What questions should store staff be asking consumers to determine which anti-perspirant or deodorant variant is best suited to their needs?
First of all it’s good to determine how much your customer sweats, and therefore how strong a formula they require. Brands such as Mitchum and Triple Dry are well suited to people who sweat excessively, while someone with sensitive skin will be better opting for a brand such as Dove, which offers its consumers one quarter moisturising cream to help hydrate and soften the underarms while offering protection. Some of the key points to determine are as follows: do they sweat? What sort of protection are they looking for? Do they prefer fragranced or un-fragranced, and do they suffer from dry, irritable skin? Alternatively, your customer might be looking for a more natural formula (see our naturals box for more information on this category). Lisa Riley, natural beauty adviser for Weleda UK, says you need to be careful when bringing this issue up with a customer: “This is a sensitive area of discussion for many of us, as we feel it is very personal. Is your customer looking for a natural deodorant because it’s a lifestyle choice (if they like organic, fair trade or vegetarian/vegan ingredients for example)? Are they looking for a natural deodorant for health reasons, to avoid troublesome synthetic ingredients, or controversial parabens? Are they looking for a natural deodorant to counter body odour, in which case what sort of fragrance do they like – floral, citrus, herbal? Or would they prefer a fragrance-free product? Natural products can meet all these requirements.” Finally, Stephen Byrne advises: “Store staff should look to understand the requirements of the consumer. Factors to consider include whether they want products to prevent heavy sweating and thus might even need something medicated. Another important issue to address is whether they are allergic to any products and thus may require a sensitive formula. One more thing to consider is how heavy they want the fragrance to be as many consumers prefer a very subtle fragrance so it doesn’t counteract their own perfume/aftershave.”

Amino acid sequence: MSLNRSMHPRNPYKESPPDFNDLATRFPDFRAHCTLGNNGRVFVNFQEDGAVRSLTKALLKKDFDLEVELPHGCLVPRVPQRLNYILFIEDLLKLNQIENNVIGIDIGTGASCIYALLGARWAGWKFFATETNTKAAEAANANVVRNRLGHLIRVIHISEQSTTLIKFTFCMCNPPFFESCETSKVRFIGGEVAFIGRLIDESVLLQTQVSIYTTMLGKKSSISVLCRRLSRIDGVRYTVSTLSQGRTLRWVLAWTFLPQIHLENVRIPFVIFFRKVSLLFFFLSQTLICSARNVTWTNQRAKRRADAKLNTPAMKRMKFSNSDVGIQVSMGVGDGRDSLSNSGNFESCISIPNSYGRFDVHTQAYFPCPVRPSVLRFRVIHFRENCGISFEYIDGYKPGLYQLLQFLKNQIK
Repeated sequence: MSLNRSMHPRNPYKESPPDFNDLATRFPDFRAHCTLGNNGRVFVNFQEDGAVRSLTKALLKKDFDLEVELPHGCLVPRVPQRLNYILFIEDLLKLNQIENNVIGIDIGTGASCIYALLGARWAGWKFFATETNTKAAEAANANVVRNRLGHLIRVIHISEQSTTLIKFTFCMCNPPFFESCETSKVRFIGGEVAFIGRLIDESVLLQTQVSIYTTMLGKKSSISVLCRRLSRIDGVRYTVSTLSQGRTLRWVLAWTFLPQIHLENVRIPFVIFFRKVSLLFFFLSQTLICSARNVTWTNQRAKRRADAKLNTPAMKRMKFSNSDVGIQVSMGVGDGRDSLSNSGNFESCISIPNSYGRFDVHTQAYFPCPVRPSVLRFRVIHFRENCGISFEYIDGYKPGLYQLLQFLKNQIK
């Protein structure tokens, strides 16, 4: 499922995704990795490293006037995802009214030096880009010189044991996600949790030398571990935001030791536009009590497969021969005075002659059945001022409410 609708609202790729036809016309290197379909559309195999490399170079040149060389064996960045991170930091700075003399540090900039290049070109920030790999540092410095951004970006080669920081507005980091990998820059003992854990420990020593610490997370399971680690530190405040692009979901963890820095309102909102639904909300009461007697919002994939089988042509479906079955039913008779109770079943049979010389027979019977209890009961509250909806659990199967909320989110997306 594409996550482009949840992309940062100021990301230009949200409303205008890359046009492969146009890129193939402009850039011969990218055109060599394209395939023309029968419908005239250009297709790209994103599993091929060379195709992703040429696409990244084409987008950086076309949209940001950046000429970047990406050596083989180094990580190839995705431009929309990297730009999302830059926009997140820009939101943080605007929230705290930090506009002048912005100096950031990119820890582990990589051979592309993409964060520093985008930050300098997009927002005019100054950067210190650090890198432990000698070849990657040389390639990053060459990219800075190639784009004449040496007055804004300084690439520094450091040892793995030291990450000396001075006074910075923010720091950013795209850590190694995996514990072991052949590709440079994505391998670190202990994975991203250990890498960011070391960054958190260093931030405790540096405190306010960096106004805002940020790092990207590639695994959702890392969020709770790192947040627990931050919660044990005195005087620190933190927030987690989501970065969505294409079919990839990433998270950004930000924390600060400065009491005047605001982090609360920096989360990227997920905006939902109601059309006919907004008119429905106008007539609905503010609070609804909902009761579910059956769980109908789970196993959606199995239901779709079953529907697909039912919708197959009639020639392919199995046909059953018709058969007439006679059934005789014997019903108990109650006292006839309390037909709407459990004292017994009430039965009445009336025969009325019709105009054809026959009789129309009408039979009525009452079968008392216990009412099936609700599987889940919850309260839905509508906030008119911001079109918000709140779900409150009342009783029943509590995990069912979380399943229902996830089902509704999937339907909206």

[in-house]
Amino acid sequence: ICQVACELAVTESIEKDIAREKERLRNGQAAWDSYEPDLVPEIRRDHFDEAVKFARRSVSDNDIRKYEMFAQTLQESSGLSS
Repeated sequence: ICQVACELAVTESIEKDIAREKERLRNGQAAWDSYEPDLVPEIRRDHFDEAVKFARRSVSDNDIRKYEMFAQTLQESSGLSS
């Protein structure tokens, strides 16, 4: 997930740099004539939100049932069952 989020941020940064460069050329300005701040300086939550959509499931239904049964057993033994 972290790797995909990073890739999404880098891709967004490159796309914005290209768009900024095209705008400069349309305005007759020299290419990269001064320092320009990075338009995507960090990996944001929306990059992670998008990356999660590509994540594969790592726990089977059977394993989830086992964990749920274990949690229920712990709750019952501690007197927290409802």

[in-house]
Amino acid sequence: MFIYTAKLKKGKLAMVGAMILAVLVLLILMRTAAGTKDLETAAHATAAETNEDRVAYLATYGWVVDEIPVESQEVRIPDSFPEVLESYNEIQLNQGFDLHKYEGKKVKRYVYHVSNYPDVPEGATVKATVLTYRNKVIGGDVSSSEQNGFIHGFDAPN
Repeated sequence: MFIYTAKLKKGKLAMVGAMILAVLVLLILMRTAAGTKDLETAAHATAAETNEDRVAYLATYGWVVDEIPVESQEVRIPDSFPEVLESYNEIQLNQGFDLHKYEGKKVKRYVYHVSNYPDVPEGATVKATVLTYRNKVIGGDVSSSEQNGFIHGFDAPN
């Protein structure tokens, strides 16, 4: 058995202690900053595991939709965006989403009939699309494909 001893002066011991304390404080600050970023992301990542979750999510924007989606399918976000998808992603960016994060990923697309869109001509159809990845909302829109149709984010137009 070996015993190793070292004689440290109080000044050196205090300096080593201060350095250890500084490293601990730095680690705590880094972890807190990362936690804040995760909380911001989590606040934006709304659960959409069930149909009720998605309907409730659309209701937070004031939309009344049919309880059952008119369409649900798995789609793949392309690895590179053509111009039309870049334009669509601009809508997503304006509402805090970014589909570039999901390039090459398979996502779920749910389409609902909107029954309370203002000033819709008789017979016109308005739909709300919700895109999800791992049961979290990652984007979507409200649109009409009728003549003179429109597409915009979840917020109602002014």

How do you think women’s deodorant needs differ from men’s?
“Although women have more sweat glands than men, men’s sweat glands are more active. Therefore, women will need overall long lasting protection and freshness, whereas men will need more intense protection for long lasting freshness,” says Ben Haxworth. Right Guard’s products are formulated to respond to these different styles of sweating, as are other brands such as Sure, which has recently introduced its Suremen Adventure variant, which offers men 48-hour protection even in high adrenaline situations. But it’s not just physical requirements that differ between men and women. Women are also more likely to look for variants with moisturising properties and an appealing fragrance, says Hayley Plaskitt. She explains: “The Sure Fragrance Collection comprises of two anti-perspirant deodorants that have been developed in collaboration with world renowned perfumer Ann Gottlieb. The range was developed to bring the glamour of finely perfumed deodorant to the category, while offering the Sure protection consumers expect. The two variants were designed like perfumes, with top, middle and base notes, and combine the long-lasting 48-hour protection with floral and fruity fragrances.” Meanwhile, men are beginning to demand deodorants and anti-perspirants with additional skincare benefits. Right Guard has responded by launching its latest variant, Right Guard Extreme with Air Conditioning Effect, which provides skin with a cooling effect while offering protection from sweat and odour. Dove men+care offers men protection with in-built skincare benefits, so they can protect and nourish with no extra effort.
How do sensitive deodorant formulas differ from regular formulas?